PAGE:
JACK G. TYRRELL, MISSISSAUGA, ONT

Close doesn’t count

Yes indeed, Clever People, These Canadians (January 23), whose architectural and engineering skills are being utilized in far corners of the world. Alas! Not so clever the person who, in referring to “Katmandu, India,” would raise the same murderous thoughts in the minds of the Nepalese as we have when we hear mention of “Toronto, U.S.A.”

MARY GREENAWAY, TORONTO

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One of those generals, one of those wars

The answer is simple to Allan Fotheringham’s question “Who was the general watching a doomed regiment walk bravely into destruction by German machine-gun fire in World War I, who remarked ‘It is brilliant, but it has nothing to do with soldiering’? ” Despite the comment in Take A Long, Hard Look At The Western Liberal ... (February 6), no general said any such thing to anyone’s knowledge. The reference is probably to the famous remark of General Pierre Bosquet who said of the charge of the Light Brigade at the battle of Balaklava in the Crimea in 1854, “C’est magnifique, mais ce n’est pas la guerre.” (It is magnificent, but it is not war.) I hope we do get some Liberals elected in Western Canada and that his prediction is as inaccurate as his quotation.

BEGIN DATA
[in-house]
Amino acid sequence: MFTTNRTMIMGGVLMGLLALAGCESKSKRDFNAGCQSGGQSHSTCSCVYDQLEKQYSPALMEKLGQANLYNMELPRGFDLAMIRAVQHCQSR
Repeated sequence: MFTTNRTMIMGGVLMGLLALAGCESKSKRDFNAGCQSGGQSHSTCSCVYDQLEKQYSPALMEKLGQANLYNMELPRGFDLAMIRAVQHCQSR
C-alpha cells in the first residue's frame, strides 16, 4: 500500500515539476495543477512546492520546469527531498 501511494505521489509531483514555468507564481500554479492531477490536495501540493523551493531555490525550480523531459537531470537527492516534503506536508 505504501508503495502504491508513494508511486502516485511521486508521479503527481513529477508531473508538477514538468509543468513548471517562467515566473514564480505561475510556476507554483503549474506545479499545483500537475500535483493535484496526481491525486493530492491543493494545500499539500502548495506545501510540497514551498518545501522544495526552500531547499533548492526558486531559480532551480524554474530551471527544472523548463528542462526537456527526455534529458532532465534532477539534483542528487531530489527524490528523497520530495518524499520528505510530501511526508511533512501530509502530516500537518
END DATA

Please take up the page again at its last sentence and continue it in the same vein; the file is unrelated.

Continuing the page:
PETER STOLLERY, MP, TORONTO-SPADINA

Separating the men from the boys

In addition to a lack of mosquitoes as you point out in One Of The Queerer Sights The Northern Lights Have Seen (January 23), one of the greatest joys of winter camping in Saskatchewan is the total lack of beerswilling, radio-playing “Outdoorsmen” who, braving the summer elements in their plastic palaces, produce an atmosphere in our campsites akin to the Canadian National Exhibition. In most cases the severity of our winters is a myth that has been used as an excuse for six months of overheated idleness. The discomforts of winter camping are usually attributable to a lack of knowledge, preparation and equipment rather than to low temperatures or falling snow.

GEOFF RUSSELL, REGINA

Safely speaking

I was appalled when I read Safety Last: The Fallacy Of‘Proper Equipment’ (January 23) to see the extent to which telephone interviews can be taken out of context. To say that fully half of the one million injured last year were wearing protective equipment is an incorrect interpretation of the following facts conveyed in a telephone interview: (1) for workers with injured feet—57% thought they were wearing protective footwear, and (2) for workers with eye injuries—40% were wearing eye protection of some kind. To report that safety equipment is not adequately tested is to misrepresent utterly the present state of the art. Where certification programs exist in Canada there are performance tests of safety equipment in accordance with test procedures documented in Canadian standards. The problem, as I explained it, lies more in the fact that industries requiring the protective equipment have not adequately defined their needs. Your comment that we have a “safety equipment scandal” is gross exaggeration. Dr. Bette Stephenson, the minister of labor, speaking at the Conference on Protective Equipment, accurately defined the situation as a challenge, not a scandal.